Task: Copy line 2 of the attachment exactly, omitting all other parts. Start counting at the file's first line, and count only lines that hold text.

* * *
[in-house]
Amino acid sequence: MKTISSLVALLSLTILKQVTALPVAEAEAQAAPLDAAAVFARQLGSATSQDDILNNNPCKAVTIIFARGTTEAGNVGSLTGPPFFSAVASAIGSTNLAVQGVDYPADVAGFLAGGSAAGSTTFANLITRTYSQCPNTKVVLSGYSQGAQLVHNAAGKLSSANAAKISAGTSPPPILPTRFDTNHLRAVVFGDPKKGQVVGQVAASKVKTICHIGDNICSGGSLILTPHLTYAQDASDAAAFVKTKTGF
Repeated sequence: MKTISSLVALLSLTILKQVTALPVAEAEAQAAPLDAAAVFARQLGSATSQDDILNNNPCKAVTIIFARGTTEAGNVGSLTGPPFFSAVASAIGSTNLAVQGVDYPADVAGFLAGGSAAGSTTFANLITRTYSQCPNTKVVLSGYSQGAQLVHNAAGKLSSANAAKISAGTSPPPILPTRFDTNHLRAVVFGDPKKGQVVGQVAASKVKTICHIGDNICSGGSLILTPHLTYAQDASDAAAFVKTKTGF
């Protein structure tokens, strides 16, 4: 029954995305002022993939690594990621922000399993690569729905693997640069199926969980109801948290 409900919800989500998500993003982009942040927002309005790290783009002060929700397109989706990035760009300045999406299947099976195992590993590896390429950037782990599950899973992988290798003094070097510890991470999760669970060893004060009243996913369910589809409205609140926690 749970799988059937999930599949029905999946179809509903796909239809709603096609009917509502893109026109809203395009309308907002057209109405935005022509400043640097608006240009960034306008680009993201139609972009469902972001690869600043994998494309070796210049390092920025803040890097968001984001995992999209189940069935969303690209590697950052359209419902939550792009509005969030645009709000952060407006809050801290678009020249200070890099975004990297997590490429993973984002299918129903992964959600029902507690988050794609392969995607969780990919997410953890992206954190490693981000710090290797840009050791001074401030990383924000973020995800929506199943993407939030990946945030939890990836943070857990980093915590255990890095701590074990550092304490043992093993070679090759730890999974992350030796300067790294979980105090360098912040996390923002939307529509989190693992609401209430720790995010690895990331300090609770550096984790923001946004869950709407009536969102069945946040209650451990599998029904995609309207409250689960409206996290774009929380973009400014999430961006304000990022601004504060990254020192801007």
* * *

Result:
Amino acid sequence: MKTISSLVALLSLTILKQVTALPVAEAEAQAAPLDAAAVFARQLGSATSQDDILNNNPCKAVTIIFARGTTEAGNVGSLTGPPFFSAVASAIGSTNLAVQGVDYPADVAGFLAGGSAAGSTTFANLITRTYSQCPNTKVVLSGYSQGAQLVHNAAGKLSSANAAKISAGTSPPPILPTRFDTNHLRAVVFGDPKKGQVVGQVAASKVKTICHIGDNICSGGSLILTPHLTYAQDASDAAAFVKTKTGF